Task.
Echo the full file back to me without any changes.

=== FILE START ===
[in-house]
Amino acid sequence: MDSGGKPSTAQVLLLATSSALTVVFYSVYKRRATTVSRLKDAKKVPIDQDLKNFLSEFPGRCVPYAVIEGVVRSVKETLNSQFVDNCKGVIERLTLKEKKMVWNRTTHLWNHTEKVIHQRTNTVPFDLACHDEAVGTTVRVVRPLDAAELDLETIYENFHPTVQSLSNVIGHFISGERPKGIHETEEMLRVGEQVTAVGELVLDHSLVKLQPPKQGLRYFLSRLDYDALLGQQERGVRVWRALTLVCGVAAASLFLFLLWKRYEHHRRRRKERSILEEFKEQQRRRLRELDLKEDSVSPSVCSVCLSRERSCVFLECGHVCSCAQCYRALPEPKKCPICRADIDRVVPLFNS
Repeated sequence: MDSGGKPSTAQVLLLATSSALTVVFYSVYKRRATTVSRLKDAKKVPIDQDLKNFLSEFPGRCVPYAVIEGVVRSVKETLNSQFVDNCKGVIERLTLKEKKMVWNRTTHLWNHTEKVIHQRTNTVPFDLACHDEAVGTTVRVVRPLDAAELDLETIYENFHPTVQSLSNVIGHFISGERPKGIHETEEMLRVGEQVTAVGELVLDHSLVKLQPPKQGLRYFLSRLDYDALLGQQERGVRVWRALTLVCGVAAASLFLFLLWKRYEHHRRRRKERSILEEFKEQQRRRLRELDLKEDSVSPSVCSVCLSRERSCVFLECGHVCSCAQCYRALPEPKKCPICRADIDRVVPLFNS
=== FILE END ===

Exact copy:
[in-house]
Amino acid sequence: MDSGGKPSTAQVLLLATSSALTVVFYSVYKRRATTVSRLKDAKKVPIDQDLKNFLSEFPGRCVPYAVIEGVVRSVKETLNSQFVDNCKGVIERLTLKEKKMVWNRTTHLWNHTEKVIHQRTNTVPFDLACHDEAVGTTVRVVRPLDAAELDLETIYENFHPTVQSLSNVIGHFISGERPKGIHETEEMLRVGEQVTAVGELVLDHSLVKLQPPKQGLRYFLSRLDYDALLGQQERGVRVWRALTLVCGVAAASLFLFLLWKRYEHHRRRRKERSILEEFKEQQRRRLRELDLKEDSVSPSVCSVCLSRERSCVFLECGHVCSCAQCYRALPEPKKCPICRADIDRVVPLFNS
Repeated sequence: MDSGGKPSTAQVLLLATSSALTVVFYSVYKRRATTVSRLKDAKKVPIDQDLKNFLSEFPGRCVPYAVIEGVVRSVKETLNSQFVDNCKGVIERLTLKEKKMVWNRTTHLWNHTEKVIHQRTNTVPFDLACHDEAVGTTVRVVRPLDAAELDLETIYENFHPTVQSLSNVIGHFISGERPKGIHETEEMLRVGEQVTAVGELVLDHSLVKLQPPKQGLRYFLSRLDYDALLGQQERGVRVWRALTLVCGVAAASLFLFLLWKRYEHHRRRRKERSILEEFKEQQRRRLRELDLKEDSVSPSVCSVCLSRERSCVFLECGHVCSCAQCYRALPEPKKCPICRADIDRVVPLFNS